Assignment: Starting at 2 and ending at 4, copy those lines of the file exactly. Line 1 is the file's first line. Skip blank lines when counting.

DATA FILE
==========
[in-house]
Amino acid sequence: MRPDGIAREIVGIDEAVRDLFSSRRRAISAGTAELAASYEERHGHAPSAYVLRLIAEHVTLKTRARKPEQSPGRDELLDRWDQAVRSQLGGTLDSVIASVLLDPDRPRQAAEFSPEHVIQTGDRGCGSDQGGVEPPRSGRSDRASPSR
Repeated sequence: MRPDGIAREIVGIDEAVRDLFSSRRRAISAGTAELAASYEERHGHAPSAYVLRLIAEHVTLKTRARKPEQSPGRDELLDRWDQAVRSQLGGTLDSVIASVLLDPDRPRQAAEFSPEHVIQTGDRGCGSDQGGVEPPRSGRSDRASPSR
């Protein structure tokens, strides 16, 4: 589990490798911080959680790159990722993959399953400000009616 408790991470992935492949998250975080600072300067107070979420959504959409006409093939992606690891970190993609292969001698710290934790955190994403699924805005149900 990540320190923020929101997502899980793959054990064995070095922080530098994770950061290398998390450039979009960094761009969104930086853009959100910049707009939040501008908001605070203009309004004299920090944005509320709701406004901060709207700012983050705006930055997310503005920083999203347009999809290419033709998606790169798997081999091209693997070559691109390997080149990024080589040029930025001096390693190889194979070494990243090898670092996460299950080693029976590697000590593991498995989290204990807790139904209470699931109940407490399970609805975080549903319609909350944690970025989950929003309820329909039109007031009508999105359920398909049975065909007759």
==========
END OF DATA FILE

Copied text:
Amino acid sequence: MRPDGIAREIVGIDEAVRDLFSSRRRAISAGTAELAASYEERHGHAPSAYVLRLIAEHVTLKTRARKPEQSPGRDELLDRWDQAVRSQLGGTLDSVIASVLLDPDRPRQAAEFSPEHVIQTGDRGCGSDQGGVEPPRSGRSDRASPSR
Repeated sequence: MRPDGIAREIVGIDEAVRDLFSSRRRAISAGTAELAASYEERHGHAPSAYVLRLIAEHVTLKTRARKPEQSPGRDELLDRWDQAVRSQLGGTLDSVIASVLLDPDRPRQAAEFSPEHVIQTGDRGCGSDQGGVEPPRSGRSDRASPSR
């Protein structure tokens, strides 16, 4: 589990490798911080959680790159990722993959399953400000009616 408790991470992935492949998250975080600072300067107070979420959504959409006409093939992606690891970190993609292969001698710290934790955190994403699924805005149900 990540320190923020929101997502899980793959054990064995070095922080530098994770950061290398998390450039979009960094761009969104930086853009959100910049707009939040501008908001605070203009309004004299920090944005509320709701406004901060709207700012983050705006930055997310503005920083999203347009999809290419033709998606790169798997081999091209693997070559691109390997080149990024080589040029930025001096390693190889194979070494990243090898670092996460299950080693029976590697000590593991498995989290204990807790139904209470699931109940407490399970609805975080549903319609909350944690970025989950929003309820329909039109007031009508999105359920398909049975065909007759």